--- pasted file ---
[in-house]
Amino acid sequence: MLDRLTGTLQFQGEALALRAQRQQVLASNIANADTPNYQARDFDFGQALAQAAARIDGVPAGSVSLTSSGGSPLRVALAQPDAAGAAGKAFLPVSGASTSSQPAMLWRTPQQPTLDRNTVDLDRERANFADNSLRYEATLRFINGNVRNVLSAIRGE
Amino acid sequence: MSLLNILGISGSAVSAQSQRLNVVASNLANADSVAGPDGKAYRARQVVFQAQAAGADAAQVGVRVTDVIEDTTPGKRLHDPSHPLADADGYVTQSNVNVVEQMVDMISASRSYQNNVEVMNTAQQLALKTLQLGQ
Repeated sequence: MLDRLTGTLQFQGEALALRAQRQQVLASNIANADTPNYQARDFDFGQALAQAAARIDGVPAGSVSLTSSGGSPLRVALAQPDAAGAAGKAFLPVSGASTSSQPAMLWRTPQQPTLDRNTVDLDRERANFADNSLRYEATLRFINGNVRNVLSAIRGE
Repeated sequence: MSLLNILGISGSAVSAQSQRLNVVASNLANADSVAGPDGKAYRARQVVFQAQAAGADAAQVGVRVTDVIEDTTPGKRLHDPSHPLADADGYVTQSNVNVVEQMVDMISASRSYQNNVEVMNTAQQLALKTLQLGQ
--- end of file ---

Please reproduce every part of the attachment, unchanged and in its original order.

[in-house]
Amino acid sequence: MLDRLTGTLQFQGEALALRAQRQQVLASNIANADTPNYQARDFDFGQALAQAAARIDGVPAGSVSLTSSGGSPLRVALAQPDAAGAAGKAFLPVSGASTSSQPAMLWRTPQQPTLDRNTVDLDRERANFADNSLRYEATLRFINGNVRNVLSAIRGE
Amino acid sequence: MSLLNILGISGSAVSAQSQRLNVVASNLANADSVAGPDGKAYRARQVVFQAQAAGADAAQVGVRVTDVIEDTTPGKRLHDPSHPLADADGYVTQSNVNVVEQMVDMISASRSYQNNVEVMNTAQQLALKTLQLGQ
Repeated sequence: MLDRLTGTLQFQGEALALRAQRQQVLASNIANADTPNYQARDFDFGQALAQAAARIDGVPAGSVSLTSSGGSPLRVALAQPDAAGAAGKAFLPVSGASTSSQPAMLWRTPQQPTLDRNTVDLDRERANFADNSLRYEATLRFINGNVRNVLSAIRGE
Repeated sequence: MSLLNILGISGSAVSAQSQRLNVVASNLANADSVAGPDGKAYRARQVVFQAQAAGADAAQVGVRVTDVIEDTTPGKRLHDPSHPLADADGYVTQSNVNVVEQMVDMISASRSYQNNVEVMNTAQQLALKTLQLGQ